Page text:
Jessica: When April rolled around, we had to leave Collingwood because the place we were renting was booked by someone else. But we decided not to come back to Toronto, and moved to another rental on a 50-acre hobby farm near Epping, a tiny hamlet in Beaver Valley. We fell in love with it—the outdoors, the stars. I remember waking up in the morning, having a coffee and watching the hay being baled by a local farmer. The kids were screaming with joy. They spent all day every day outside. Jack had a little tractor that he rode around the paddocks on, and Brierley loved picking flowers and catching frogs. They were just thriving. That led us to thinking: how can we make this permanent?

Craig: We’d been renting Airbnbs and going up to Jess’s parents in Westport a lot, but that’s a 3.5 hour drive, even without traffic. We figured that if we got a secondary home, it would involve taking on an extra mortgage, but it was an asset that would appreciate over time. In May, we started doing research, just casually at first. We had a budget of $800,000 and wanted something with four bedrooms so friends and family could stay over. We saw four or five places in Beaver Valley.

Jessica: Then we saw a place listed for $744,900, just outside Markdale, a town of about 1,000 people a few minutes from Beaver Valley. It was a 2,500-square-foot, four-bed, three-bath brick farmhouse, built in 1890, with a beautiful English garden. Out back, it had the ruins of an old barn covered in ivy, with the foundation showing, surrounded by beautiful grass and flowers. The former owner, Ms. Brodie, left behind an incredible garden.

Craig: It was what you would expect of an old farmhouse. Lots of wood and plenty of whimsical wallpaper, which, despite its charm, didn’t align with the aesthetic that we were looking for. But we love a project. It was also important that it was only two minutes’ drive to the top of Beaver Valley Ski Club, which is less crowded than Blue Mountain and has a real family-friendly vibe. We wanted the kids to have that sense of community.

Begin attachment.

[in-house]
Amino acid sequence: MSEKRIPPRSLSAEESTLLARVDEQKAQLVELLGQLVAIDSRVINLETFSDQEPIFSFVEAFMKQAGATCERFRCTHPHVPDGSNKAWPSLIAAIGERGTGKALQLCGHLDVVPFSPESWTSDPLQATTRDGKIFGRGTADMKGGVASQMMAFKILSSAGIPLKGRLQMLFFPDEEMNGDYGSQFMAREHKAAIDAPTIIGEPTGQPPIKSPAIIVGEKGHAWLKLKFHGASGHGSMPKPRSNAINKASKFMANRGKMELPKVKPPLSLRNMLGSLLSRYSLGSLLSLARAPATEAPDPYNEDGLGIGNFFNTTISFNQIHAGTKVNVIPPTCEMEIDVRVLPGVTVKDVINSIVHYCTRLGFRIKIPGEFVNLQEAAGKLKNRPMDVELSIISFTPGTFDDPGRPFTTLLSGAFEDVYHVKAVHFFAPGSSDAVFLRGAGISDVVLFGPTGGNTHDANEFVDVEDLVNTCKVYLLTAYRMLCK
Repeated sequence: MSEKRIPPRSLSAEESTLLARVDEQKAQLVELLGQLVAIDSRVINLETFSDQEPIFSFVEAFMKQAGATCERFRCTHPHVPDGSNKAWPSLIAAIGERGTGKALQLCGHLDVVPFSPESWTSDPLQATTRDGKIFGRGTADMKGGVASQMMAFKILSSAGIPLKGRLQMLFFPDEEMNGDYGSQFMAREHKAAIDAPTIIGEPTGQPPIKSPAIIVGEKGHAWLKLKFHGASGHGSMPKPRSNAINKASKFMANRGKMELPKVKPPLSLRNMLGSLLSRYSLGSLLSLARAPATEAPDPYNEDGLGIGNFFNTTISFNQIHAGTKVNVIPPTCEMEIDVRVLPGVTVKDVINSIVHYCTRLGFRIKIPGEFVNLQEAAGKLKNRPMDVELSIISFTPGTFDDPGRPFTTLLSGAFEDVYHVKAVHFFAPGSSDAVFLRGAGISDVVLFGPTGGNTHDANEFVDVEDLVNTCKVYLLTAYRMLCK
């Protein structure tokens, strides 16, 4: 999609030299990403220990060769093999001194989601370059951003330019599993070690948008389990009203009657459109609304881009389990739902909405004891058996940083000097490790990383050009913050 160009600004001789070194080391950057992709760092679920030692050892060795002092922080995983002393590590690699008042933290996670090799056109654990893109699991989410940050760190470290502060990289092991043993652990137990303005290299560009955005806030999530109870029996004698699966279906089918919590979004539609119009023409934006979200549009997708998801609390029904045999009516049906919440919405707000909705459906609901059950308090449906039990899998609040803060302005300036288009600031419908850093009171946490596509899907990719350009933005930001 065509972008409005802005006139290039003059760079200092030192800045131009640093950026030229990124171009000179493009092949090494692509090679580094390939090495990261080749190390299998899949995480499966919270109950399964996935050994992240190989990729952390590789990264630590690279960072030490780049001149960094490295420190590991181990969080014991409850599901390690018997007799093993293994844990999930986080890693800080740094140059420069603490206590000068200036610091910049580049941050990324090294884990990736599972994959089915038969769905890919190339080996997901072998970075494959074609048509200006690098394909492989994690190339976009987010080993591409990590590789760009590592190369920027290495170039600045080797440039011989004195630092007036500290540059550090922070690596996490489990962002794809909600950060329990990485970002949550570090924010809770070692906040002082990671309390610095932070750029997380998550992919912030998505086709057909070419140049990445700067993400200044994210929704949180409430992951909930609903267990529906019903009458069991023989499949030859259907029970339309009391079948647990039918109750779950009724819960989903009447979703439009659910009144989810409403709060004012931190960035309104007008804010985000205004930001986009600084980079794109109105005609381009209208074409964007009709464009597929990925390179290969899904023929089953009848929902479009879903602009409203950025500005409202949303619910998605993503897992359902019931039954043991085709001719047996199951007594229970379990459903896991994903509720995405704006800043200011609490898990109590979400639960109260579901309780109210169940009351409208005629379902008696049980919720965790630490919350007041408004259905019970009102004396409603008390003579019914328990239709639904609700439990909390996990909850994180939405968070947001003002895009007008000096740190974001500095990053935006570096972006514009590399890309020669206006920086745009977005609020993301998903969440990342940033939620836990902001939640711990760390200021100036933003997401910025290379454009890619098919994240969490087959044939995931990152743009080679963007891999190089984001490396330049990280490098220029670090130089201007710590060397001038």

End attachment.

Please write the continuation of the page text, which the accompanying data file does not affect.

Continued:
Jessica: We saw it on June 13 and made an offer of $732,000 the day after, knowing that others were coming to view the property. As expected, the owners declined, so we upped our bid to match the asking price, hoping to lock down the property and prevent a bidding war. They accepted and we exchanged contracts the next day, with a closing date of July 29. We moved in straight away and we’ve been living up here ever since.

Craig: I’m still commuting to Toronto, leaving here on Sunday night, staying at our place in Leslieville for a few days and coming back Thursday night. Because of the pandemic, the traffic isn’t that bad. It only takes me an hour and forty-five minutes.

Jessica: I’m working from home and looking after the kids, with some help from my sister, who lives full time in the Distillery District but has been coming to stay. It already seems like we’re painting 12 hours a day, just trying to brighten the place up. We spent $1,000 on off-white paint. That’s a lot of paint. I’m most excited about the stone ruins out the back, where I can picture putting up strings of fairy lights and having big outdoor meals.

Craig: We also want to put in a barbecue area and an outdoor fireplace, plus a deck with a hot tub. There’s also a big basement that’s kind of empty right now, so eventually that might be converted into extra bedrooms for more people to come stay. I think that stuff will cost around $50,000. We want to be here for a year or so to get a feel for the place before doing anything more drastic. We’re really looking forward to the change of season and the start of winter. We already have a trial membership at the Beaver Valley Ski Club. The initiation fee is $17,000, but we’ve saved a lot of money by buying a place that isn’t right on the mountain.

Jessica: We plan to stay up here for the medium term. I’ll be working remotely until spring next year, so that’s not an issue. The kids aren’t going back to school. Instead, they’ll continue with distance learning. It works really well for them, and they’re getting a whole different type of education here. After that, who knows? The good thing is this place is really flexible. It could be our permanent residence. It could be a weekend residence or an Airbnb. In a way, it’s future-proofed like that.